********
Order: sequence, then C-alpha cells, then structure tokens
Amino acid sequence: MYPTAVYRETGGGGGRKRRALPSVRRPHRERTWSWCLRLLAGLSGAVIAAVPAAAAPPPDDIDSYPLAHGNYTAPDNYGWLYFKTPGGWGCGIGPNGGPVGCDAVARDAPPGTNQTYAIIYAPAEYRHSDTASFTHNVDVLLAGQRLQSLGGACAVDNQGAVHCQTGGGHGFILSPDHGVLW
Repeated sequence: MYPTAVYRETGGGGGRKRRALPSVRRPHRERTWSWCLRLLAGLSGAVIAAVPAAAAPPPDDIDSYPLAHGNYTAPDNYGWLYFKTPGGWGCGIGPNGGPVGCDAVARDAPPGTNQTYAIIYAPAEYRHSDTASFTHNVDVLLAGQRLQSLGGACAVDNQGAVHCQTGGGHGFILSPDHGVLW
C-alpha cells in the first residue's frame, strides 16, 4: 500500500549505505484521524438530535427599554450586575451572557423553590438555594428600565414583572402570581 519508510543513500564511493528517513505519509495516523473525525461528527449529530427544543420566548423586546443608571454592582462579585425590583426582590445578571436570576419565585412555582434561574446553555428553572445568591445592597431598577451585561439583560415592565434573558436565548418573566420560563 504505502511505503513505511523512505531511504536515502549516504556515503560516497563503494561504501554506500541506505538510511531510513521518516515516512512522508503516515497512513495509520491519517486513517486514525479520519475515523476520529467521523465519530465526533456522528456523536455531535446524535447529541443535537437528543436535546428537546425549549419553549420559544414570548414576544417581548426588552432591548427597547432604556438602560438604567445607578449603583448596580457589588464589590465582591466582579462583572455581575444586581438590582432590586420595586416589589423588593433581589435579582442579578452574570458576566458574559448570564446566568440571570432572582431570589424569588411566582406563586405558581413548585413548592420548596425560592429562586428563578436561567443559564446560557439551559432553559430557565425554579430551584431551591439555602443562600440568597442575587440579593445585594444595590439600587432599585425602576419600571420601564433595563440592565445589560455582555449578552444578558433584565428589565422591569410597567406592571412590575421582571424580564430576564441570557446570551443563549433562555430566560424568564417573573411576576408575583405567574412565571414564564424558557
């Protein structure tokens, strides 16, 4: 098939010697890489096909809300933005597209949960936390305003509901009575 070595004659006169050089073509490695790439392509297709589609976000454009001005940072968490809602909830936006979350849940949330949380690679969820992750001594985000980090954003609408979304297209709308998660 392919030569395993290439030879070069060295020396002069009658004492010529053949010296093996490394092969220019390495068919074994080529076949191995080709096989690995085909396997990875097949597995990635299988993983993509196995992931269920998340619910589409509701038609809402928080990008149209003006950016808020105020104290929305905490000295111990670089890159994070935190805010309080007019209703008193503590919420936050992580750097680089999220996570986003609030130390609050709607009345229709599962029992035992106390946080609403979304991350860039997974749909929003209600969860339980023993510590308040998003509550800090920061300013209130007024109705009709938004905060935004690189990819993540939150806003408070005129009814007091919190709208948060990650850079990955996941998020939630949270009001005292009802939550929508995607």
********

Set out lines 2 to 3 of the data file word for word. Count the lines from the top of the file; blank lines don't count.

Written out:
Amino acid sequence: MYPTAVYRETGGGGGRKRRALPSVRRPHRERTWSWCLRLLAGLSGAVIAAVPAAAAPPPDDIDSYPLAHGNYTAPDNYGWLYFKTPGGWGCGIGPNGGPVGCDAVARDAPPGTNQTYAIIYAPAEYRHSDTASFTHNVDVLLAGQRLQSLGGACAVDNQGAVHCQTGGGHGFILSPDHGVLW
Repeated sequence: MYPTAVYRETGGGGGRKRRALPSVRRPHRERTWSWCLRLLAGLSGAVIAAVPAAAAPPPDDIDSYPLAHGNYTAPDNYGWLYFKTPGGWGCGIGPNGGPVGCDAVARDAPPGTNQTYAIIYAPAEYRHSDTASFTHNVDVLLAGQRLQSLGGACAVDNQGAVHCQTGGGHGFILSPDHGVLW